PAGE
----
Comments on a cultural reality between past and future.

This blog describes Metatime in the Posthuman experience, drawn from Sir Isaac Newton's secret work on the future end of times, a tract in which he described Histories of Things to Come. His hidden papers on the occult were auctioned to two private buyers in 1936 at Sotheby's, but were not available for public research until the 1990s.

Monday, May 2, 2016

Generation X Goes Back to the Future 12: Bitcoin's Unself Revealed

Image Source: Mark Harrison via The Economist.

Craig Steven Wright has revealed himself on his blog today, and in an exclusive scoop to the BBC, The Economist and GQ, that he is Satoshi Nakamoto, creator (with undisclosed other(s)) of Bitcoin. Wright claims he has the private key to Satoshi's digital signature for the first generated Bitcoin. Wright told the BBC that he was forced to come forward because rumours that he is Satoshi are affecting people in his personal life. He stated he is appearing before a camera once, and after today, he never, ever, ever wants to talk to the media again. But his weird choice to include GQ in the scoop equates the invention of Bitcoin with a male-centric fashion statement.

The borrowed finery of self-effacement? In his blog post, Wright commented on Sartre's 1964 refusal to accept the Nobel Prize. Image Source: NYT via Open Culture.

Maybe Wright is gunning for the Nobel Prize in Economics. Oh wait. I see what he did there. Wright opened his blog post by quoting philosopher Jean-Paul Sartre (1905-1980) and revealing a digital key to unlock Satoshi's signature:
"'If I sign myself Jean-Paul Sartre it is not the same thing as if I sign myself Jean-Paul Sartre, Nobel Prizewinner' – Jean-Paul Sartre, 1964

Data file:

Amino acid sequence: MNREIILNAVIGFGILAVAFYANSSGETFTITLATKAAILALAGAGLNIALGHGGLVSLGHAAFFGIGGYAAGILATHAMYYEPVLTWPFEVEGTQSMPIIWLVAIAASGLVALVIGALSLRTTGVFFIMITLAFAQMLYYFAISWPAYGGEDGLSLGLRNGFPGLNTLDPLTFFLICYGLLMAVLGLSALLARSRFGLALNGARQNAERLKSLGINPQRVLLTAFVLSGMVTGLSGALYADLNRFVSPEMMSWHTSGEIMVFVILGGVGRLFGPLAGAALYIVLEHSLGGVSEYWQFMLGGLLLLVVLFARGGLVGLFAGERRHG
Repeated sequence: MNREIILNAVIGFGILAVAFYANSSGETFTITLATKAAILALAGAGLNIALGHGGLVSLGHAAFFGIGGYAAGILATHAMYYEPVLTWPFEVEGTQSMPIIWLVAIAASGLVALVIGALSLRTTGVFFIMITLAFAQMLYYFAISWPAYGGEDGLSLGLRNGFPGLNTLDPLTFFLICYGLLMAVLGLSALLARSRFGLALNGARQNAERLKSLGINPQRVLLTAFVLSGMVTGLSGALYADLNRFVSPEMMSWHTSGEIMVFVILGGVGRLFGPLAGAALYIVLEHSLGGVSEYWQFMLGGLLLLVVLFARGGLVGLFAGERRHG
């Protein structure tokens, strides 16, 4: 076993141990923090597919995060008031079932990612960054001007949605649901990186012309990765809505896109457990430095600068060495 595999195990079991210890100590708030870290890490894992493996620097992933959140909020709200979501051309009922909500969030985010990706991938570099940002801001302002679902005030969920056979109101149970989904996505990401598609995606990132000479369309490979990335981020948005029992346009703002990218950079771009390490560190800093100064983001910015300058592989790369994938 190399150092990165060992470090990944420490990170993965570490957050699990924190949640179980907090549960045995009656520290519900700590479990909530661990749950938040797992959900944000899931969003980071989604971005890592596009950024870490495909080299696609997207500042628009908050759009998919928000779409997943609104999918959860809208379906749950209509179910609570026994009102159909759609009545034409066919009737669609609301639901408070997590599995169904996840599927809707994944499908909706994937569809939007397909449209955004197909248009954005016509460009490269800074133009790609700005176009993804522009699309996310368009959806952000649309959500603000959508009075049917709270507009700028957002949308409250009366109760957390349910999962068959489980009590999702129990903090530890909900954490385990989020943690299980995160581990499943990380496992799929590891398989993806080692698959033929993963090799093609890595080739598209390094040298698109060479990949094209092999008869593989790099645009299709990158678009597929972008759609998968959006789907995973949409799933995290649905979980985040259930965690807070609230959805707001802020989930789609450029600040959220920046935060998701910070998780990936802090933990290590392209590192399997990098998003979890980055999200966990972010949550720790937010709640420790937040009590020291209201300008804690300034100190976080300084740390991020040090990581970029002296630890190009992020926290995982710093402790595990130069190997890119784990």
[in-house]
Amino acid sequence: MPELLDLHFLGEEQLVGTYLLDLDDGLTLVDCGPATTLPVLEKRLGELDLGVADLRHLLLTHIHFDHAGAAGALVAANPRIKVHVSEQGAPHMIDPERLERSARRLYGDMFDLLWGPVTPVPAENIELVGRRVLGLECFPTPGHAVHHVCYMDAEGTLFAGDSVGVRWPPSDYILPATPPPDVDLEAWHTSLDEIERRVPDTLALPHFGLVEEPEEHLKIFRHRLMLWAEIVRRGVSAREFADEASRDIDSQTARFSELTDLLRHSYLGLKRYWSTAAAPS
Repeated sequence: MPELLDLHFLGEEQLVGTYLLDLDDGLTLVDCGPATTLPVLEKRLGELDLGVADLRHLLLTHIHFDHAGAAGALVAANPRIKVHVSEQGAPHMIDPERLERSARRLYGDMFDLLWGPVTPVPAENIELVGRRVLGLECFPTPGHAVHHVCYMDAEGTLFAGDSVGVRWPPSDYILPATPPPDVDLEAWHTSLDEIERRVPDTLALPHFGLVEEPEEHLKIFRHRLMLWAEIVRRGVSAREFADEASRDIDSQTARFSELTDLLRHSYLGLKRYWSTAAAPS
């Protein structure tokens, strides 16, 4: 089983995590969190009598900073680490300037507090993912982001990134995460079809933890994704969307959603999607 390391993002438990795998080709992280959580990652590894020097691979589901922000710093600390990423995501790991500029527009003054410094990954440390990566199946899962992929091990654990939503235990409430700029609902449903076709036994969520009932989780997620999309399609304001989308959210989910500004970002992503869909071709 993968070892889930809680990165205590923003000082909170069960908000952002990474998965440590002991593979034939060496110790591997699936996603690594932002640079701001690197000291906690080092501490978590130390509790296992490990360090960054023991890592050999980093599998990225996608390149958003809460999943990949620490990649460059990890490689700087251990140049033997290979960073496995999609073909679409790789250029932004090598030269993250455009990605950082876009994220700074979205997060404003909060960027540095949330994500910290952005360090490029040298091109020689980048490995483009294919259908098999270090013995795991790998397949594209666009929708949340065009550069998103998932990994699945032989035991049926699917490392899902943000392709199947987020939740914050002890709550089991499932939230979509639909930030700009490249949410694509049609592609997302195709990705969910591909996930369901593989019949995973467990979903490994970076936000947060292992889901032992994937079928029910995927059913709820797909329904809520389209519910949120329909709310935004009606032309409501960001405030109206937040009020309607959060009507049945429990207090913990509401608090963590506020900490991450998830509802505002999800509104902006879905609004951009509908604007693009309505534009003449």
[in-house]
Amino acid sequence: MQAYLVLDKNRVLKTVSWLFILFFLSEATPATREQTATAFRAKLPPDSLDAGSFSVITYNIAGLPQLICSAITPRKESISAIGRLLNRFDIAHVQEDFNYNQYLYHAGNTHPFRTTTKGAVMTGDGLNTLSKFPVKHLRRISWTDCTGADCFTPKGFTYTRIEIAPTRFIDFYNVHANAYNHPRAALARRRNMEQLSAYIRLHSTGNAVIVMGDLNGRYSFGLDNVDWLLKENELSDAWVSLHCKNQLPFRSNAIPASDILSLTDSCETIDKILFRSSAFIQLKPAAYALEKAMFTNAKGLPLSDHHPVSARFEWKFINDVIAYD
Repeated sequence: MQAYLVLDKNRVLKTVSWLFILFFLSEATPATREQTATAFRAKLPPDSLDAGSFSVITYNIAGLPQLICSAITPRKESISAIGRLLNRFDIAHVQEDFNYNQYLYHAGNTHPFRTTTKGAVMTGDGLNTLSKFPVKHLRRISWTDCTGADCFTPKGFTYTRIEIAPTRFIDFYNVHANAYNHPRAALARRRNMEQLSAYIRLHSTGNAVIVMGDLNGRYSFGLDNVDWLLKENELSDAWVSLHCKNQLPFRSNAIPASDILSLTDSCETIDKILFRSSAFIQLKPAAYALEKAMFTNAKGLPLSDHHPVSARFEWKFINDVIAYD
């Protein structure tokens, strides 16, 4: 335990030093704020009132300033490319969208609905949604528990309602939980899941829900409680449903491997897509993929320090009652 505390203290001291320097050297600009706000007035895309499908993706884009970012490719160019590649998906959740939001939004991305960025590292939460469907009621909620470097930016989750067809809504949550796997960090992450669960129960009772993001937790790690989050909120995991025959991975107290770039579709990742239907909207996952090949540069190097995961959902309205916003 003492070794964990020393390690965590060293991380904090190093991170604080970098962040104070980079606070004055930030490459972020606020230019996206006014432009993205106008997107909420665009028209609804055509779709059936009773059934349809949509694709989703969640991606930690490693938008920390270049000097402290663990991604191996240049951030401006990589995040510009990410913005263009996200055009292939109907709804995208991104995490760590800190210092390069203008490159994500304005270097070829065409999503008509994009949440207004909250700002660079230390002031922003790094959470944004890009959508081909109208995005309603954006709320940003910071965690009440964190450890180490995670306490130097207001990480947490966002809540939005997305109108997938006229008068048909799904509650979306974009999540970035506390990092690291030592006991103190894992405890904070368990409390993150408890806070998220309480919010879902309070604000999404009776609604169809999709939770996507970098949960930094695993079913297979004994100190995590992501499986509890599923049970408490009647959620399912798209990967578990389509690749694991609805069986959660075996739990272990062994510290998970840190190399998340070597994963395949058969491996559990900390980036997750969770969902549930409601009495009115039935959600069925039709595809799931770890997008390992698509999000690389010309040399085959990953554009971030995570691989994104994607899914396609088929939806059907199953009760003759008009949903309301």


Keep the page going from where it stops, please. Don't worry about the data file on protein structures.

I remember reading that quote many years ago, and I have carried it with me uncomfortably ever since. However, after many years, and having experienced the ebb and flow of life those years have brought, I think I am finally at peace with what he meant. If I sign Craig Wright, it is not the same as if I sign Craig Wright, Satoshi.

I think this is true, but in my heart I wish it wasn’t.
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In the remainder of this post, I will explain the process of verifying a set of cryptographic keys.

To ensure that we can successfully sign and validate messages using the correct elliptic curve parameters in OpenSSL, it is necessary to ensure that the secp256k1 curve is loaded. This is not the default on Centos Linux. I will not detail this process here. I do point out that RPMForge maintains binaries that have already been patched. My recommendation would be to download both the source files from the OpenSSL website and the patch, if, like me you’re running Centos.

I will also point the reader to the following websites for some preliminary reading:

Ethereum founder jokes about Wright's revelation.